IASB AUDIT: State Audit Released

This is an archived article and the information in the article may be outdated. Please look at the time stamp on the story to see when it was last updated.

An audit was released Thursday detailing problems at the Iowa School Board Association during 2008-2009. The organization now has new leadership, new financial practices and says it's working on regaining credibility.

Even though the Iowa Association of School Boards is privately run, millions of tax payer dollars fund it. 2 years ago the organization was accused of misusing that money, and now there's proof.

“A lot of transactions were taking place, loans transfers and those types of things. without really documented discussion or approval through the board minutes and stuff so a lot of oversight was lacking,” said Iowa State Auditor Dave Vaudt.

In addition to lack of oversight, the IASB board was criticized for investing in commodities, even after the attorney general's office warned, in writing, it might be illegal.

The audit states, “these investments and transactions not only put public funds at risk of loss, but also resulted in losses..." It was a loss of more than $1,000,000.

“Regretfully we find that many a times boards become comfortable with the management team and sometimes forget they have that fiduciary responsibility back to the tax payers and others to make sure the money spent appropriately,” said Vaudt.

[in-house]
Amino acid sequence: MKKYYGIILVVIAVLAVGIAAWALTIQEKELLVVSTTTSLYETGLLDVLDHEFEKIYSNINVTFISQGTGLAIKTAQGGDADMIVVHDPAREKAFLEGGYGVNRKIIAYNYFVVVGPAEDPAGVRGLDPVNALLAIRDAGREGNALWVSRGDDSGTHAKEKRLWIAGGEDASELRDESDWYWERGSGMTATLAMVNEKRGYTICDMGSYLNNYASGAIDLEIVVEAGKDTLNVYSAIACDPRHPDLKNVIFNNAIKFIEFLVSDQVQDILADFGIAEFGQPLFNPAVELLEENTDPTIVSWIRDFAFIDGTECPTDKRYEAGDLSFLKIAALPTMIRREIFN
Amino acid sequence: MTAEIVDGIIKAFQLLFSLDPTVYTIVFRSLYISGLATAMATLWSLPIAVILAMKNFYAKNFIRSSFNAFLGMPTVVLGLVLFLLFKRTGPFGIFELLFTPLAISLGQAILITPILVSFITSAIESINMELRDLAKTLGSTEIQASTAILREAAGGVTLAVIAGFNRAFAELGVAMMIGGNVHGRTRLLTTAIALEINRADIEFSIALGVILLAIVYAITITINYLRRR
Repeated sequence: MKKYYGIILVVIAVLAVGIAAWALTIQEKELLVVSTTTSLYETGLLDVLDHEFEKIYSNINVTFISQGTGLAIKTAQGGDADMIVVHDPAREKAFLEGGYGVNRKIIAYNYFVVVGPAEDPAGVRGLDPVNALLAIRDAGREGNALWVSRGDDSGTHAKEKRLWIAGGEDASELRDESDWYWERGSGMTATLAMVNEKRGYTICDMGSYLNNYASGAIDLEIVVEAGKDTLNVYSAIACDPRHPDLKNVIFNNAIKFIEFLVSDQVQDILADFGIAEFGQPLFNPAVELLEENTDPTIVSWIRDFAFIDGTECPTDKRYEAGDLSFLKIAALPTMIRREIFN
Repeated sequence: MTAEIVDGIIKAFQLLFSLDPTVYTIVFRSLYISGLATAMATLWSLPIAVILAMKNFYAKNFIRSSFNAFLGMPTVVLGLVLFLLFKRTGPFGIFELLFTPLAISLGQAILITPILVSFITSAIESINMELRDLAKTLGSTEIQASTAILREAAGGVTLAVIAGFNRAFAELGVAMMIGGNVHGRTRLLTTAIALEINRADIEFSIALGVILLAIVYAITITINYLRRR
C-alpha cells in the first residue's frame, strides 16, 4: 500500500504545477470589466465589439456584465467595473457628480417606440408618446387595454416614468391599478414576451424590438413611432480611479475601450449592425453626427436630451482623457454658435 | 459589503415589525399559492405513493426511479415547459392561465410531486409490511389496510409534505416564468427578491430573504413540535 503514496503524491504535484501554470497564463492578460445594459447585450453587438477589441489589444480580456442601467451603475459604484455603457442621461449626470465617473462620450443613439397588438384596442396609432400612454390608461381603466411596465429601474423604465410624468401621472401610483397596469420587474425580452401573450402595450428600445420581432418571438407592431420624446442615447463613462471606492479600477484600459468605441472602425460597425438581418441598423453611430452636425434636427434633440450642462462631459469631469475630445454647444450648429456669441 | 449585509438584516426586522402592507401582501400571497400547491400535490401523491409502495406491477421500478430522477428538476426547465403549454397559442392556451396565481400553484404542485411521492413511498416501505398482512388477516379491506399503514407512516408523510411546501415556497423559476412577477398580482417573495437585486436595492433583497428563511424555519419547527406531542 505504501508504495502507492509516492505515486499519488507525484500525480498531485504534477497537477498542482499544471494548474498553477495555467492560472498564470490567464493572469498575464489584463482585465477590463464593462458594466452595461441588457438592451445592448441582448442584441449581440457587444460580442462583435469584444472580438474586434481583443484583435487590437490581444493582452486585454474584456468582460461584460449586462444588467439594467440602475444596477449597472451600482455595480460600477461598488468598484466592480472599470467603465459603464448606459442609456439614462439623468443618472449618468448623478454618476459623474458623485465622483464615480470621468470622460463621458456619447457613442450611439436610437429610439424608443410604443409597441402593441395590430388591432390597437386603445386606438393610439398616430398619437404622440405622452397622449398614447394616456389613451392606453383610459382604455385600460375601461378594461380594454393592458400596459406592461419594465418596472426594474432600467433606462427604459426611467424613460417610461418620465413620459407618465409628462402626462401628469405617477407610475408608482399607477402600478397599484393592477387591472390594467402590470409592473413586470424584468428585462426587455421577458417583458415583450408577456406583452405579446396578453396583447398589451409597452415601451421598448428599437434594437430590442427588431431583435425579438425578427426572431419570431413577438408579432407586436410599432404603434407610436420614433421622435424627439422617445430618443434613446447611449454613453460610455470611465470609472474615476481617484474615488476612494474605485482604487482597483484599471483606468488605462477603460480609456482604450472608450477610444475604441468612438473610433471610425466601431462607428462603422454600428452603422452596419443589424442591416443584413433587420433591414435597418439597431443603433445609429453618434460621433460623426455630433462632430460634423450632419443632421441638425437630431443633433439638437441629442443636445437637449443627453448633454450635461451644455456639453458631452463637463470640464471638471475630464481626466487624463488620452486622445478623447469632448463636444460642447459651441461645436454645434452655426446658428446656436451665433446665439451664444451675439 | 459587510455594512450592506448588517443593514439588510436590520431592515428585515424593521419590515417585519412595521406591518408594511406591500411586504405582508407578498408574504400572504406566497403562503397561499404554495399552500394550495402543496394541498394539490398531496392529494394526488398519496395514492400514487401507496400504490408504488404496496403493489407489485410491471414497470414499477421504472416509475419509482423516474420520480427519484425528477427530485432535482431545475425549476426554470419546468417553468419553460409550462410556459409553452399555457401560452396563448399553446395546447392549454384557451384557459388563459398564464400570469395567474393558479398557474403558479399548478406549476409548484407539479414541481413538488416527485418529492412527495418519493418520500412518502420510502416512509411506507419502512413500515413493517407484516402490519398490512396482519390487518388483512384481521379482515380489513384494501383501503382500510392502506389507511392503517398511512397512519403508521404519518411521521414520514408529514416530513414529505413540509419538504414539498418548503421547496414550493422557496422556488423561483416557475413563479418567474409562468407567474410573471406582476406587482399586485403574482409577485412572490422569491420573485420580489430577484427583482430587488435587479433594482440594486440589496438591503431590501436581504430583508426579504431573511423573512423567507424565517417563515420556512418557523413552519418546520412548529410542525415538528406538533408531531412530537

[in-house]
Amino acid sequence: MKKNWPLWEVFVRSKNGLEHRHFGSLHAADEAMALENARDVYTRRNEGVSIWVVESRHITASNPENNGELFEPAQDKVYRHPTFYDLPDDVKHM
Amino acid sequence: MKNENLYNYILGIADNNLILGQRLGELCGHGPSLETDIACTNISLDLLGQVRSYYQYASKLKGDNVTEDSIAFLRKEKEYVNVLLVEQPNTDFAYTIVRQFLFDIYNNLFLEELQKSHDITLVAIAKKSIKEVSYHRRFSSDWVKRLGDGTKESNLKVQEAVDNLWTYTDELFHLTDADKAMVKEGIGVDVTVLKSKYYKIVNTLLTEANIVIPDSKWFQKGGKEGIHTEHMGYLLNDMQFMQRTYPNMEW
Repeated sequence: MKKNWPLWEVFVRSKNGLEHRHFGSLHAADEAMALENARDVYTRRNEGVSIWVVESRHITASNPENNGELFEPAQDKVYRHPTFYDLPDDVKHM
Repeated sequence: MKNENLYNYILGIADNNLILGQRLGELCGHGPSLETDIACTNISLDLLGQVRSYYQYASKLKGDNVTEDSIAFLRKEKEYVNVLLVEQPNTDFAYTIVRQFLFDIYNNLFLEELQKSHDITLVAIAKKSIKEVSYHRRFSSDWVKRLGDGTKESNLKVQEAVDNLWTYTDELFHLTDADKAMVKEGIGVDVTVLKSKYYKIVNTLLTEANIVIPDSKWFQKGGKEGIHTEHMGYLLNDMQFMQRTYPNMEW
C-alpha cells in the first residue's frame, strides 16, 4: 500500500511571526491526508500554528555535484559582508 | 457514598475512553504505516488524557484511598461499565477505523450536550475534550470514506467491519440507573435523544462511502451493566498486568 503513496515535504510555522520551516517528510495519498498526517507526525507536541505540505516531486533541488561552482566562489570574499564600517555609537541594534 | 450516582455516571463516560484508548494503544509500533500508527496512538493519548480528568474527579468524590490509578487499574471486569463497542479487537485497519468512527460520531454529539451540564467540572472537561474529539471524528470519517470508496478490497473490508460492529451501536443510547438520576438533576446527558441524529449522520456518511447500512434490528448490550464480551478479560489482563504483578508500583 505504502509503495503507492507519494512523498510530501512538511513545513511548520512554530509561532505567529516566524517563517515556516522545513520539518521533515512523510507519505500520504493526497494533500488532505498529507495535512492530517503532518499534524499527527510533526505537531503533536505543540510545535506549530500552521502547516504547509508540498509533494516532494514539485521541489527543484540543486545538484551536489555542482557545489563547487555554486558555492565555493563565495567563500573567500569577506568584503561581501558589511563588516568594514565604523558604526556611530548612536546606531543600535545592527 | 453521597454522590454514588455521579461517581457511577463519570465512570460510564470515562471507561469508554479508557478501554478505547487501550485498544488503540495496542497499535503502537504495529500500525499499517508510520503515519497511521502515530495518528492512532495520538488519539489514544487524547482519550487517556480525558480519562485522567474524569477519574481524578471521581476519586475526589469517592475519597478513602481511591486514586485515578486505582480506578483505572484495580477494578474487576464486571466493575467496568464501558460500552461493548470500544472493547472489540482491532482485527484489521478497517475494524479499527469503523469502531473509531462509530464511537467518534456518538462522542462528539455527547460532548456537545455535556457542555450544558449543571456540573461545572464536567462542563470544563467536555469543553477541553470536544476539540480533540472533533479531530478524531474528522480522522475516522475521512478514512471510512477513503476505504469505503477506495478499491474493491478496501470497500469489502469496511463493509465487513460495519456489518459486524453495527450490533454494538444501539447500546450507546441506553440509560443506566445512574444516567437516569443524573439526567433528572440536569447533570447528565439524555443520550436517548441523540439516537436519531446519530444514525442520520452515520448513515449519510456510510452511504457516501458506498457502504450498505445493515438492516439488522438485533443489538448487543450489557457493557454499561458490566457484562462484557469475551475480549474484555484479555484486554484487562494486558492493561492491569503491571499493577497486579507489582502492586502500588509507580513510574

The audit also found some IASB employees worked as independent contractors for IASB, making thousands in excess of their salaries.

Those now in charge say it is all in past.

“Our board now meets monthly, we have an executive committee that looks at all finances and all spending. We`ve established a protocol in administrative rules and regulations around approval of funds,” said Tom Downs, the Executive Director of IASB.

Tom Downs said with the new practices include more scrutiny and transparency.

“We`ve moved much further forward as an organization serving kids through school boards. I am very pleased that membership meaning the school districts throughout the state are encouraging as we move forward providing support for them.

“Yes I think the lessons were learned. Obviously there were mistakes that can`t be changed, however they have really taken the approach of being positive towards our suggestions and recommendations,” said Vaudt.

Notice: you are using an outdated browser. Microsoft does not recommend using IE as your default browser. Some features on this website, like video and images, might not work properly. For the best experience, please upgrade your browser.